Terry Ramadhani: Terry’s weaknesses as a strong woman


Terry Ramadhani, CEO of the Kenya Medical Supplies Authority (Kemsa). FILE PHOTO | POOL

Coming from a thriving career in the private sector [Director of Human Resources, Aga Khan University] Terry Ramadhani finds herself, waist-high, in the deepest and murkiest end of public service as the CEO of the (infamous) Kenya Medical Supplies Authority (Kemsa).

It has been seven months since she bit the bullet and in her office on Embakasi Road, she - while balancing her lunch on her knees - talks about balancing politics and service delivery.

For as long as she remembers, Terry has always wanted to join the army and fight the good war but her mother wouldn't hear of it and thought she was out of her mind.

However, running Kemsa is as close to being in the army as she will get, seeing as her role feels like constantly being in the trenches.

Tell me something interesting about your childhood.

(Chuckles)First, between me and my siblings, there is a big age difference so I pretty much grew up as an only child.

My dad was an ardent supporter of the girl child and shaped my worldview. I was a tomboy, the girl hanging upside down on railings and trees in the compound. I'd run down the hills around Nyeri and quite often hurt myself.

My mother took me to the local dispensary for tetanus injections so many times until she got fed up and told me, "listen, you know where it (dispensary) is, take yourself".

I also had very strong women around me. Both of my grandmothers had lost their husbands earlier in their lives and therefore brought up their families by themselves.

My dad’s mom, a very brilliant lady, was a no-nonsense little old woman. She used to sell bananas by the road. During the war against the Mau Mau, she moved from place to place with her young children.

She was also a very spiritual woman caught between her Kikuyu culture and Christianity.

So she would have certain reactions that are very Kikuyu-like and then somewhere along the way she'd be like "Ah, I put Jesus Christ down for a minute, forgive me, I've taken Him back". [Laughter]

As a strong woman raised by strong women, is there some sort of weakness that comes with great strength?

Hmm. Very interesting. [Pause] For me it's not being able to ask for help. I have always struggled with that. I don’t know how to talk about the struggle.

I don't know whether it's because of my culture or maybe in my upbringing we didn't have space for one to articulate a struggle.

We were encouraged to suck it up and do what needed to be done. Sometimes I feel guilty because I push my children to that kind of thinking.

Two of them are very emotional and often I find myself pushing them toward more logical thinking. Yet here is the funny and contradictory thing, I am very emotional myself even though I don't express my emotions.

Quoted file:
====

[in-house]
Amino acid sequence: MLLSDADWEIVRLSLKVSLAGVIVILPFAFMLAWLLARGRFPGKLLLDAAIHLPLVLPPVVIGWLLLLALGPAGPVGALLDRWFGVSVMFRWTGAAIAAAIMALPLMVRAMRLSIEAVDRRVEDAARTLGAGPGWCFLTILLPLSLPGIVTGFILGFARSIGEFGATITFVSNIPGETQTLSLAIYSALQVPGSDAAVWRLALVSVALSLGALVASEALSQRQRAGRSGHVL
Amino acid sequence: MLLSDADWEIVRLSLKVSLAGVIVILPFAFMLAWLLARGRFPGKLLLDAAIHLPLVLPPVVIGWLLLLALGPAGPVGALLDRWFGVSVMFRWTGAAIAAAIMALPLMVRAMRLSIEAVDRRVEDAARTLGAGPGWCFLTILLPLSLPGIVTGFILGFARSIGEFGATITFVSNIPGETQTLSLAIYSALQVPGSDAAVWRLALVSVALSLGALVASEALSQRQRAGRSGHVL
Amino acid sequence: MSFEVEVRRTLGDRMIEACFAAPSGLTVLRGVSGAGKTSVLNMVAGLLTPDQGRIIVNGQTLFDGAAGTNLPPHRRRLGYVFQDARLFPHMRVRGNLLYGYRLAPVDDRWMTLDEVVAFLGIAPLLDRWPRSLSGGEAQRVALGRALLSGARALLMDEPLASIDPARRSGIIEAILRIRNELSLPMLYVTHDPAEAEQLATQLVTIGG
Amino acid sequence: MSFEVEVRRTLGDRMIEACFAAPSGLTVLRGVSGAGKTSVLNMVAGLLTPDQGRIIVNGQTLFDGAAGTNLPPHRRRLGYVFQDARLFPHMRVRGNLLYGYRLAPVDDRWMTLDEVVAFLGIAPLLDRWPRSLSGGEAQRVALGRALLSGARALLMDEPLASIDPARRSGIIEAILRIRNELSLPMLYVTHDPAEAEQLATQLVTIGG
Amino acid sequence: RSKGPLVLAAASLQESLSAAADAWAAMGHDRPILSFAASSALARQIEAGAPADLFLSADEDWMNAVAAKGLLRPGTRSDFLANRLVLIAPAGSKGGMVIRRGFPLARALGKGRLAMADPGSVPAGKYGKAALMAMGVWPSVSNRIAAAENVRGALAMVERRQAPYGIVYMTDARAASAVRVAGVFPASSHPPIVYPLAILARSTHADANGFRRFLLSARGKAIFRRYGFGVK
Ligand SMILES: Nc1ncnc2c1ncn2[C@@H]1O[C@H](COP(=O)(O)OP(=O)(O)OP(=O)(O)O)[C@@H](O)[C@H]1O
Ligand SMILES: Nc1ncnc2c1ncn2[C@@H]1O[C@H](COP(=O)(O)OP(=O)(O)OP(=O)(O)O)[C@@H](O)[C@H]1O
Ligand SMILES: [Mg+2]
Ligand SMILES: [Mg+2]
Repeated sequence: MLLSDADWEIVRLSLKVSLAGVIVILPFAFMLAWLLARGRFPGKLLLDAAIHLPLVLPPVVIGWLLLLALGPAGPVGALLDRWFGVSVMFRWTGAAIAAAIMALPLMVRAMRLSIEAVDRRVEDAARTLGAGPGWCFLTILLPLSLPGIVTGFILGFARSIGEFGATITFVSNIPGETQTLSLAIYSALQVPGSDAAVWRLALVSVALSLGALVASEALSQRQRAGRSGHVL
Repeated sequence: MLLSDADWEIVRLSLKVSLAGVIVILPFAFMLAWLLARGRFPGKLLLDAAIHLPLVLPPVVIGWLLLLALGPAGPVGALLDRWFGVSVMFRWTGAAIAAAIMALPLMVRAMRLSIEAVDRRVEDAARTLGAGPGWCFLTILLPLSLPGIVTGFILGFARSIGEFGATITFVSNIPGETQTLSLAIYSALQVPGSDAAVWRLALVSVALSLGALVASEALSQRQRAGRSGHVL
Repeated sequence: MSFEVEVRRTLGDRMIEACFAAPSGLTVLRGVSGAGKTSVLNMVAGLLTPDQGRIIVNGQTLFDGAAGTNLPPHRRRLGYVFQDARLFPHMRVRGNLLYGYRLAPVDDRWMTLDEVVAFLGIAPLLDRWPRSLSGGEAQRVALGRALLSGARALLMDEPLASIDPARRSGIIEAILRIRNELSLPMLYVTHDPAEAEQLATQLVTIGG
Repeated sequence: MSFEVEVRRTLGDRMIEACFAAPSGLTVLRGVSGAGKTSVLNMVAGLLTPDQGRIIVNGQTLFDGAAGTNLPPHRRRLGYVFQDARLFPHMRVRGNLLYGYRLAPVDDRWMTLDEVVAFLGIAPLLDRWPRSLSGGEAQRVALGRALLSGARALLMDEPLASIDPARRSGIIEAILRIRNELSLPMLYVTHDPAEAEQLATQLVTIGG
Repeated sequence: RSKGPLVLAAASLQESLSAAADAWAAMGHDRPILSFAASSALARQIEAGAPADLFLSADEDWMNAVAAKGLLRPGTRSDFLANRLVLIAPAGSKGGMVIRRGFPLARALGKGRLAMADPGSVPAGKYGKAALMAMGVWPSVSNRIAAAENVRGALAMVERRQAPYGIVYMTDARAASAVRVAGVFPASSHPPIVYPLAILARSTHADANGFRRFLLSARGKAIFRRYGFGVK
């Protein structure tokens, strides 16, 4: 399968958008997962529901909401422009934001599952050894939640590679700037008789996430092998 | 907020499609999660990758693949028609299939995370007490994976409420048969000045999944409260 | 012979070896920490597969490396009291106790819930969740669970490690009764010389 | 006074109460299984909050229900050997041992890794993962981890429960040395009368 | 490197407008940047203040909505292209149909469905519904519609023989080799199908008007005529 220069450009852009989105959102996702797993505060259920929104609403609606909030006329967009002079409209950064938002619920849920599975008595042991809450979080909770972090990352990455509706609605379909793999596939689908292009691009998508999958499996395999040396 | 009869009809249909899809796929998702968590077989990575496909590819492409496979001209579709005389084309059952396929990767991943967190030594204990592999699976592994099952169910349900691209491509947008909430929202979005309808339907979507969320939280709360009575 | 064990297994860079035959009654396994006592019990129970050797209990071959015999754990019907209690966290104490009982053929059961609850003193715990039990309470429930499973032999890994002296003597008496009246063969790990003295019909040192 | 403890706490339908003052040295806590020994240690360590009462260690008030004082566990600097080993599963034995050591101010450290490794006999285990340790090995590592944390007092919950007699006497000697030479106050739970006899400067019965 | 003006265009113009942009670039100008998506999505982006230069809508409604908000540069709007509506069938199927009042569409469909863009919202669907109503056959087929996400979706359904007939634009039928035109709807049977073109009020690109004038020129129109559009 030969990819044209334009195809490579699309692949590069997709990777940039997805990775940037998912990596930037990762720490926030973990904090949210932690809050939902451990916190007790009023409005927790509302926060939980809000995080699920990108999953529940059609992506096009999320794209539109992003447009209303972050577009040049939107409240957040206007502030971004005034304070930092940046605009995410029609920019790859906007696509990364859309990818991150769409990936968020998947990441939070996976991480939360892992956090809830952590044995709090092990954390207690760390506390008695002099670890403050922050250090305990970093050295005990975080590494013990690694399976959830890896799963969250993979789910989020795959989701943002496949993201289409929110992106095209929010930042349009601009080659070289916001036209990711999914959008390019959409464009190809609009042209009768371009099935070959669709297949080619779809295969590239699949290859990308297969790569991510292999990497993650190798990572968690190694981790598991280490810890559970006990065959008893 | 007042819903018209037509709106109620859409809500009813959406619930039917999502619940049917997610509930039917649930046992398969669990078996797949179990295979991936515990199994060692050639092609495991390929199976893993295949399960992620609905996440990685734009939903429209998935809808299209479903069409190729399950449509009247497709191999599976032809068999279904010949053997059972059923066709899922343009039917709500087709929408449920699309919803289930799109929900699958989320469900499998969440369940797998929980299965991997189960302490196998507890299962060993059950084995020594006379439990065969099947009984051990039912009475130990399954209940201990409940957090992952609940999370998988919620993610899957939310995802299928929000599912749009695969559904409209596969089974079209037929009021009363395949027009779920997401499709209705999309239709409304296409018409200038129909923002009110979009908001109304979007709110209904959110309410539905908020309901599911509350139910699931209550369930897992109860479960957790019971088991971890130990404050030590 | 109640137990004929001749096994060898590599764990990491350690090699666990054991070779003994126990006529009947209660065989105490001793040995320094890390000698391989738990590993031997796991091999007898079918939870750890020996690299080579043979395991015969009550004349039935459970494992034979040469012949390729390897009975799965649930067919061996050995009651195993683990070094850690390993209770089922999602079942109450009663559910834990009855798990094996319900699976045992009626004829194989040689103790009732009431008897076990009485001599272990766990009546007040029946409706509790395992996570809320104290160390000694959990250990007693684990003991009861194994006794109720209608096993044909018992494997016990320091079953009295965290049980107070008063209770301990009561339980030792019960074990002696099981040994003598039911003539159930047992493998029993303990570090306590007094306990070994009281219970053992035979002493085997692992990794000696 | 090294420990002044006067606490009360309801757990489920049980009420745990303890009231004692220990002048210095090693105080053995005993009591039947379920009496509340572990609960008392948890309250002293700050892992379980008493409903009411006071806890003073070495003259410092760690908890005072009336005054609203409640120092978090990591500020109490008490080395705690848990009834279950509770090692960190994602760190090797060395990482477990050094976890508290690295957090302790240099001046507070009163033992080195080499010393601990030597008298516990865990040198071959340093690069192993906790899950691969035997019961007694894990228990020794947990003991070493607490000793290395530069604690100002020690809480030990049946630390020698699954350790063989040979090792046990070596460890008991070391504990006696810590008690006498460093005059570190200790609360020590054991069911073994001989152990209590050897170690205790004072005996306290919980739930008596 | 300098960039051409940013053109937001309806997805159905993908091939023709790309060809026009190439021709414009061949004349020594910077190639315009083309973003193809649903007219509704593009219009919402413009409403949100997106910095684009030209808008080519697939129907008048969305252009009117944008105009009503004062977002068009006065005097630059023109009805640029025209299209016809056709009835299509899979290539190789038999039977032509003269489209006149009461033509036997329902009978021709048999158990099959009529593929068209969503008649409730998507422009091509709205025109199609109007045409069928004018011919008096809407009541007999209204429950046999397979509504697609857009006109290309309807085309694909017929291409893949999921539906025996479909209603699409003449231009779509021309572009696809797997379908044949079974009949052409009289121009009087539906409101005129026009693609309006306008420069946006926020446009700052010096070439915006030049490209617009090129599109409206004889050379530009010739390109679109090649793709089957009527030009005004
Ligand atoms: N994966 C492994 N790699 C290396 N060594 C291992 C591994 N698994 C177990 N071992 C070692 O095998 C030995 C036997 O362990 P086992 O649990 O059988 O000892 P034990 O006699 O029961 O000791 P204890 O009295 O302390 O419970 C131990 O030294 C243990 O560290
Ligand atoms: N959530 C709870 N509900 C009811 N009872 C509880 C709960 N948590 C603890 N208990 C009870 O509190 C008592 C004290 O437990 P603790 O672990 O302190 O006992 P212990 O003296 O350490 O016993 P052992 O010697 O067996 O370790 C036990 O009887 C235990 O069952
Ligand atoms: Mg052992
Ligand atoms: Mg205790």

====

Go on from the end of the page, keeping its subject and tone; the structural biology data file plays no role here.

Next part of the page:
I feel deeply for myself and others, I’m an empath but because I'm also quite disagreeable I will not allow myself to express that emotion, particularly when it's negative. Does that make sense?

Completely. Do you find wearing emotions on your sleeves to be a weakness?

I find it completely unacceptable. I just don't know what to do with it. Nowadays my daughter controls her emotions a little in the sense that she won't burst into tears in front of people but when she gets sulky, or whatever, I never know what to do with her.

If I have one of my close friends around I usually request her to go and talk to her because I fear if I did it, I'd be hard on her and won't appreciate what she's dealing with. I have no tools for those kinds of conversations.

How have you survived romance with this disposition?

Terribly! (Loud laughter) You have to know me well to appreciate my kind of salty love. I will struggle to say I love you or I appreciate you. I will settle for sarcasm.

That's my way of letting you know that I'm fond of you. However, that's the exterior. Deep down I’m a teddy bear.

I have so much love and emotional goodies but you can't get to them unless I open a little door to allow you inside.

What are you protecting?

I honestly don't know. I've asked myself that question many times and as I've grown older I've been trying to learn how to articulate it. But I think I am afraid of rejection.


Terry Ramadhani, CEO of the Kenya Medical Supplies Authority (Kemsa). FILE PHOTO | POOL

What do you want your daughter to know now that you knew quite late in your life?

That she's enough. I wish I felt that I am enough when I was in my early teens and my early 20s. Maybe it wouldn't have made me so afraid of loss, of rejection.

Maybe it wouldn't have made me feel that perhaps I need to be affirmed. And even as I say these things, I always know how they are in such stark contrast to who people perceive me to be, even without factoring in my CEO role.

I don't come across as somebody who needs to be affirmed or who's afraid of loss or rejection.

And then to imagine that every time I'm digging deep and wondering why I feel the need to just close people off and not let them in, what am I so afraid of?

What shakes you?

(Chuckle) Being ignored. The feeling of rejection. [Pause] It is my idea of hell. It cuts very deep.

What drove you as a young girl?

I was this child who couldn't wait for her father to come home to get the newspapers and read from the front page to the last.

I had read all the books in that house. My mother says that I was a very inquisitive child. I loved learning in school, I was the teacher’s pet. I love conversations, I get bored by aimless talk.

Are there any of life's questions that you're asking yourself in this season of your life?

(Pause) Why are matters of the heart so complicated?  I'm struggling with figuring out if it's just okay to follow your heart even if what it wants is not what everybody else is willing to accept.